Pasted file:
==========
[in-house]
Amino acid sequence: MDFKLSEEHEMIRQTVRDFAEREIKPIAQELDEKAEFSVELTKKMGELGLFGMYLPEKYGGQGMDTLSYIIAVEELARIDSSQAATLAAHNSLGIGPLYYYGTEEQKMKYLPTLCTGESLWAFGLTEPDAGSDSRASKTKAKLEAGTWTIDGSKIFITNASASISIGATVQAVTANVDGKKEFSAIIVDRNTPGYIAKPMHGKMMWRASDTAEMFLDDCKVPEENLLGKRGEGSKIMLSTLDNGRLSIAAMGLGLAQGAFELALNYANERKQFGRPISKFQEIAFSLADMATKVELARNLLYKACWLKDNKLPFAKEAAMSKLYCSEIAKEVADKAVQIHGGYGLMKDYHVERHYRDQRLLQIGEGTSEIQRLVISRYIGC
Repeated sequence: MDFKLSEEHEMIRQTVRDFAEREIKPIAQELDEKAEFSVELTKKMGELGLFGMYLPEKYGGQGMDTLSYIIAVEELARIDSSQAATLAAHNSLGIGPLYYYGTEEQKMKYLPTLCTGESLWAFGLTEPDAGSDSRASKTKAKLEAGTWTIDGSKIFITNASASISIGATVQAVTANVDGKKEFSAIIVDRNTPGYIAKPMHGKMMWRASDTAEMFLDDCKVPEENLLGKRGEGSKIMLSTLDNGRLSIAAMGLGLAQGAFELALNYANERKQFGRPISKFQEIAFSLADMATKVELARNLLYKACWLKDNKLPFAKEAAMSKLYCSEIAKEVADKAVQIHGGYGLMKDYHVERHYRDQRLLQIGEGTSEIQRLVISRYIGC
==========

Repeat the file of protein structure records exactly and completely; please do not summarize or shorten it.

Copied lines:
[in-house]
Amino acid sequence: MDFKLSEEHEMIRQTVRDFAEREIKPIAQELDEKAEFSVELTKKMGELGLFGMYLPEKYGGQGMDTLSYIIAVEELARIDSSQAATLAAHNSLGIGPLYYYGTEEQKMKYLPTLCTGESLWAFGLTEPDAGSDSRASKTKAKLEAGTWTIDGSKIFITNASASISIGATVQAVTANVDGKKEFSAIIVDRNTPGYIAKPMHGKMMWRASDTAEMFLDDCKVPEENLLGKRGEGSKIMLSTLDNGRLSIAAMGLGLAQGAFELALNYANERKQFGRPISKFQEIAFSLADMATKVELARNLLYKACWLKDNKLPFAKEAAMSKLYCSEIAKEVADKAVQIHGGYGLMKDYHVERHYRDQRLLQIGEGTSEIQRLVISRYIGC
Repeated sequence: MDFKLSEEHEMIRQTVRDFAEREIKPIAQELDEKAEFSVELTKKMGELGLFGMYLPEKYGGQGMDTLSYIIAVEELARIDSSQAATLAAHNSLGIGPLYYYGTEEQKMKYLPTLCTGESLWAFGLTEPDAGSDSRASKTKAKLEAGTWTIDGSKIFITNASASISIGATVQAVTANVDGKKEFSAIIVDRNTPGYIAKPMHGKMMWRASDTAEMFLDDCKVPEENLLGKRGEGSKIMLSTLDNGRLSIAAMGLGLAQGAFELALNYANERKQFGRPISKFQEIAFSLADMATKVELARNLLYKACWLKDNKLPFAKEAAMSKLYCSEIAKEVADKAVQIHGGYGLMKDYHVERHYRDQRLLQIGEGTSEIQRLVISRYIGC